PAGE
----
Anybody Need a Chair?

A good chair is hard to find, and from the sound of it, this one is a pip. Furnishings, like anything I have found, tend to take on the feel and personality of their owners or frequent users. Therefore the possibility of purchasing the writing desk and chair of Charles Dickens is too amazing a chance for any writer to ignore.

I have always loved collecting minor pieces of art and relish the thrill of a good auction, but I fear this bidding will be a good deal richer then my blood. Still, perhaps all of Caledon can chip in and we can buy the set for Desmond’s rezday? The desk should be large enough to fit a nekogrrl under…God knows Dickens likely managed to.

From the press release from Christie’s

London – Christie’s announce that they will offer at auction two of the most important relics related to Charles Dickens ever offered for public sale. The great author’s writing desk and chair, on which he penned a number of his later novels and short stories including the epic Great Expectations, will be offered together as one lot at the auction of Valuable Books and Manuscripts on Wednesday 4 June 2008 and are expected to realise £50,000-£80,000. The desk and chair passed by family descent to Christopher Charles Dickens (1937-1999) and his wife Jeanne-Marie Dickens, Countess Wenckheim, and were recently gifted to Great Ormond Street Children’s Hospital by Jeanne-Marie Dickens in order that they could be sold to raise funds.

Margaret Ford, Director and Head of the Books and Manuscripts Department, Christie’s London:

“Charles Dickens is regarded as one of the finest authors of the English language, and we are thrilled to be offering the desk and chair at which he wrote many of his later works. It is particularly fitting that the proceeds from this sale should benefit Great Ormond Street Hospital which was dear to Dickens’s own heart, and which received his support and patronage in its early history. Since 1870, when we sold the contents of Dickens’s house Gad’s Hill, Christie’s has established a long and distinguished history in selling the works of Charles Dickens. We hope that we can continue this by realising the greatest possible value from the desk and chair, and helping to maximise the financial benefit to Great Ormond Street Hospital.

Charles Denton, Executive Director at Great Ormond Street Hospital Children’s Charity: “We are very grateful to Jeanne-Marie Dickens for this hugely generous gift to the hospital. The author was not only a formidable champion for Great Ormond Street Hospital but also a tireless fundraiser. Money raised from the sale of his desk and chair will help Great Ormond Street Hospital Children’s Charity rebuild and refurbish the hospital, buy vital equipment and fund pioneering research. We need to raise £50 million every year to help provide world class care to very ill children and their families – this gift will help us do that.”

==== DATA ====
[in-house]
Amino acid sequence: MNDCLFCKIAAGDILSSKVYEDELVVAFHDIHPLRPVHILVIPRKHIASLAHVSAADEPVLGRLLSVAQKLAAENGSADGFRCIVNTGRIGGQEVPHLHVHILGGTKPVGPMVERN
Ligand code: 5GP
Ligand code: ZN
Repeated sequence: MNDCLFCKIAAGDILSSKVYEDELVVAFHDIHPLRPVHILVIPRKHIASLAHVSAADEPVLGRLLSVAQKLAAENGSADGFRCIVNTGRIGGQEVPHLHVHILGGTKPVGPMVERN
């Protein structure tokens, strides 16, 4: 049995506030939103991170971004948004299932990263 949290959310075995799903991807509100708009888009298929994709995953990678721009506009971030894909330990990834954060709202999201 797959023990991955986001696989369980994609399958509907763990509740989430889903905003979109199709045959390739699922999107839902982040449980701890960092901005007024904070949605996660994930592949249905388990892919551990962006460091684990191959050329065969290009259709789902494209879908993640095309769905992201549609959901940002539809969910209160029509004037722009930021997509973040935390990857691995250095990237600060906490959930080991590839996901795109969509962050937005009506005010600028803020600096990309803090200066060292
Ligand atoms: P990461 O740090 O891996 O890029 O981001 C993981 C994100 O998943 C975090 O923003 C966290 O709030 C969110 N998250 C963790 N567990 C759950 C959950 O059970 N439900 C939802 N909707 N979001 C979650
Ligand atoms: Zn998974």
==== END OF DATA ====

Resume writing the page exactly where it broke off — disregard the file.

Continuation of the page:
Jeanne-Marie Dickens, Countess Wenckheim: “Charles Dickens was a champion of the poor and needy and an enthusiatic patron of Great Ormond Street Hospital in its early days. My husband Charles shared his ancestor’s desire to help the disadvantaged and when I became aware of the fundraising needs of Great Ormond Street Children’s Hospital, I knew that I had to give the desk and chair to them. I felt that it was Charles’ wish, and it is an honour for me to fullfill this wish. The desk and chair have been seen and admired by the public for almost 40 years while on public view first at Dickens House Museum in London and then at Dickens Center, Eastgate House, Rochester until 2005, and it is fitting that their sale will provide care and support for the patients of Great Ormond Street hospital 150 years after Dickens himself spoke at their first fundraising dinner.”

In 1856, having established himself as the most popular author of his day, Dickens bought Gad’s Hill, a country house near Rochester in Kent, his permanent home from 1859. Dickens converted a small bedroom on the ground floor of the house into a book-lined study and it is in this room that the present desk and chair were resident. It is not known if the desk was moved to Gad’s Hill from Tavistock House, the author’s London residence since 1851, although a portrait of 1859 shows the author sitting in the present chair at the London home. In 1865, Dickens had a Swiss chalet reconstructed in the grounds of Gad’s Hill, and he divided his writing between the chalet and his library. The desk from the chalet is today in the Victoria and Albert Museum, London, having been given to the institution in 1895.